But the text of Scripture which, at first sight, seems most inconsistent with the theory here presented respecting the foreknowledge of God is found in Acts i, 16: “Men and brethren, this Scripture must needs have been fulfilled, which the Holy Spirit, by the mouth of David, spake before concerning Judas, who was guide to them that took Jesus.” The Scriptures to which he refers as being fulfilled are found in the twentieth verse: “Let his habitation be desolate, and let no man dwell therein; and his bishopric let another take.” These Scriptures are quoted from Psalm lxix, 25: “Let their habitation be desolate; and let none dwell in their tents”” and from Psalm cix, 8: “Let his days be few, and let another take his office.” Now there is not the slightest indication in the Old Testament that these passages were originally spoken of Judas, or that they had any reference to him. Matthew says, “They were in Egypt till the death of Herod, that it might be fulfilled which was spoken by the Lord, saying: “Out of Egypt have I called my son.” We have shown that the Scripture to which Matthew here refers had no reference to Jesus Christ, and there is no more evidence that these texts quoted by Peter in the passage before us had original reference to Judas Iscariot. Lange says, “Peter does not assert that David distinctly or consciously referred to Judas in these Psalms.” The second verse preceding the one Peter here cites (Psalm lxix, 23), Paul quotes (Romans xi, 10,) as applicable to the unbelieving Jews in general: “Let their eyes be darkened, that they may not see.” Peter, in his quotation, changes that which had been spoken in the plural number of the enemies of God in general into the singular number, thus applying to a particular case that statement which had been made relative to many or to a specified class.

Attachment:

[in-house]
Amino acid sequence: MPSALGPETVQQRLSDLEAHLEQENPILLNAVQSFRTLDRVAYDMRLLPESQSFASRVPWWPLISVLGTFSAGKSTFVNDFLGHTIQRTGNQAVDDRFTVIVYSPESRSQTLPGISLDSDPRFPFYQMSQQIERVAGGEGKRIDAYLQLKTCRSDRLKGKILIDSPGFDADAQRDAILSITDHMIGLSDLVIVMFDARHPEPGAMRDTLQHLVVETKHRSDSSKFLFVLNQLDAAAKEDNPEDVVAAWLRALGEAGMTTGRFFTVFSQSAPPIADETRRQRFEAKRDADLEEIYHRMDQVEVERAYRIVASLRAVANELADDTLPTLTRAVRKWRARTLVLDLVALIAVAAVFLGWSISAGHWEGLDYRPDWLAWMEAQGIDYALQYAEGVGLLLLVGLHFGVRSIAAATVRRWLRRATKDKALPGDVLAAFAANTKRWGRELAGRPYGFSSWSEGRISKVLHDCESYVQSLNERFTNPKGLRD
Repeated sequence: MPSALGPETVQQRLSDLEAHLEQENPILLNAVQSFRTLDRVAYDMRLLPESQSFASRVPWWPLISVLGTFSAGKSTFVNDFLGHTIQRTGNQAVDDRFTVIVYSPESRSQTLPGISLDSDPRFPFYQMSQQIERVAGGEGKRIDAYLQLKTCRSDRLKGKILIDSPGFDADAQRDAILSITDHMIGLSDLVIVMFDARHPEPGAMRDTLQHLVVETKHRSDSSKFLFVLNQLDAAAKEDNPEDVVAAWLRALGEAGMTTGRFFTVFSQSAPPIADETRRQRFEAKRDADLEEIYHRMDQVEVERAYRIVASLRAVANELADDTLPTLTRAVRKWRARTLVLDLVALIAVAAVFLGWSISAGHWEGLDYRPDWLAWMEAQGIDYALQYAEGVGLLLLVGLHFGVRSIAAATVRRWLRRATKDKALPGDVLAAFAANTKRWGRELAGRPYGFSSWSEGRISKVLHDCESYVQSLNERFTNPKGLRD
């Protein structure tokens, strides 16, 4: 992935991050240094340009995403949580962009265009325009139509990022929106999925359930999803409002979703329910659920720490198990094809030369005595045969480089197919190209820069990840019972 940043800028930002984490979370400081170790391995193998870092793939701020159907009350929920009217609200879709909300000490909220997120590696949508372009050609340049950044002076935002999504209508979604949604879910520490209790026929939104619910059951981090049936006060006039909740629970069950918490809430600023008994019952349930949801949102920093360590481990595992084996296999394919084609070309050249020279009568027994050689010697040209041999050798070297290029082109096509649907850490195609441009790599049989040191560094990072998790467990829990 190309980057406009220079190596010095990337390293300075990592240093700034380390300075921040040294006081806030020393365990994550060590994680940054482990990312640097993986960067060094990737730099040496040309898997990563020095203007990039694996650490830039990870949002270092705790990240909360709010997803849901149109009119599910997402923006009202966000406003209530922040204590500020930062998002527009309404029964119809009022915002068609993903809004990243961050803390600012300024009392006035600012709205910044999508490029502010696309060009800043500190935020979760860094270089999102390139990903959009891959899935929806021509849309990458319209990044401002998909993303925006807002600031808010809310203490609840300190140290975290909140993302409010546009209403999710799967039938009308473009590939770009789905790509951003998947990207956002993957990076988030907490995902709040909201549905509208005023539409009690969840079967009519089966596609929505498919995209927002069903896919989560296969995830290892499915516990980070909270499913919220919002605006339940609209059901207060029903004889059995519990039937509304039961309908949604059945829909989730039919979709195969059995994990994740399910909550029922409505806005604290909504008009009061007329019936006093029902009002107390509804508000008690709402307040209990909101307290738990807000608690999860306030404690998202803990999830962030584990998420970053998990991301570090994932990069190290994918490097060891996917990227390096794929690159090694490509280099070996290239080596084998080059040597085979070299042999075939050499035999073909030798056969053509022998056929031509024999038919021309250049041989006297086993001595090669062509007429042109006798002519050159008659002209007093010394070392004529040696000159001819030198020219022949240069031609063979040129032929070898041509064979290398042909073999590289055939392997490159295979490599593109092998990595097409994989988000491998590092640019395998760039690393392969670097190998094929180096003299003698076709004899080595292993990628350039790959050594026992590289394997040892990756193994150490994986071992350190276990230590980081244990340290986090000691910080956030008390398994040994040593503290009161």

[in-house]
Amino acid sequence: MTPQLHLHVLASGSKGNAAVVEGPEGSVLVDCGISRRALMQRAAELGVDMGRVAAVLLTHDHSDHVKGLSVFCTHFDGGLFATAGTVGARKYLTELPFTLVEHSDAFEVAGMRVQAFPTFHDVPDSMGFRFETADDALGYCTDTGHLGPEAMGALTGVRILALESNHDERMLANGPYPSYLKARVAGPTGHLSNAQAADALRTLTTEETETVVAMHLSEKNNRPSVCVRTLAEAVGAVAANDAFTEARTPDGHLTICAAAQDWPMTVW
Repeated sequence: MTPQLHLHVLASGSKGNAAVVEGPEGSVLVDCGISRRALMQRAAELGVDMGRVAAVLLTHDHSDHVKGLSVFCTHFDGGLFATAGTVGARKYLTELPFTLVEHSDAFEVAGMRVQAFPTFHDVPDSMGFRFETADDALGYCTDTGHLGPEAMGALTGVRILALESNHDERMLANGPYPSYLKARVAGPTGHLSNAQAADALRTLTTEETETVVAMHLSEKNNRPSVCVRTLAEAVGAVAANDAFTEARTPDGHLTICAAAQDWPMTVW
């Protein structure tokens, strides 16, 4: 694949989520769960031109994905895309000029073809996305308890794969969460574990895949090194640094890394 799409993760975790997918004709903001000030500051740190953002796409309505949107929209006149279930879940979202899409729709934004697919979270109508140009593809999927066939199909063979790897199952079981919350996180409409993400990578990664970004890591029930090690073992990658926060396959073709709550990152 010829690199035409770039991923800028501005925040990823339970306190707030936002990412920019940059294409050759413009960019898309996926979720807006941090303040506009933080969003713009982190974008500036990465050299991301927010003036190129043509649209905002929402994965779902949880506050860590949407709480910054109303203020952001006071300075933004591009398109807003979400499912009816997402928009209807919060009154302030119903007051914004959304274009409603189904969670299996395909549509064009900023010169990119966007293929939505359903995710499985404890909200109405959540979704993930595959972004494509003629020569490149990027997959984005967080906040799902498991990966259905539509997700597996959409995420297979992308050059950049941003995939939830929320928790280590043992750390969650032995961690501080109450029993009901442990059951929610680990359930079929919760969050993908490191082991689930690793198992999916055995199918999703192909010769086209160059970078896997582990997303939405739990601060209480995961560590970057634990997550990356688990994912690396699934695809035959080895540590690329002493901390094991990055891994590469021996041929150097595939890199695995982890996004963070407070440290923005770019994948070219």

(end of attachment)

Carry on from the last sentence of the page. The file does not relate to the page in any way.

Dr. Bloomfield says that “most of the recent commentators decide, that what is here quoted from David, and which was spoken by him of his treacherous companions, is applied by Peter to Judas by way of accommodation, on account of the marked coincidences between the two cases.”.........Peter here means, that these Holy Scriptures, with which those whom he addressed had been so familiar from their youth, were illustrated and fulfilled or acted out, in the treachery of Judas Iscariot. That is, as Judas had proved himself to be unworthy the Gospel ministry, and of the holy apostleship, and had illustrated the terrible punishment certain to follow disobedience, and the abuse of distinguished privileges, and had now by suicide, gone to his own place, it was now the solemn duty of the remaining eleven to select someone to take that part of this ministry which had been so graciously proffered to their once cherished but now fallen brother. The inspired Psalmist spoke of the enemies of God in general, and of the judgments which God’s providence was certain to bring upon them especially upon those who were pre-eminent in their enmity and wickedness. Judas was of this number. The Scripture cited was especially applicable to him: it was aimed at men of his type. It was needful, therefore, that that Scripture should have complete fulfillment in his history, and in the proceedings of the Church in reference to him.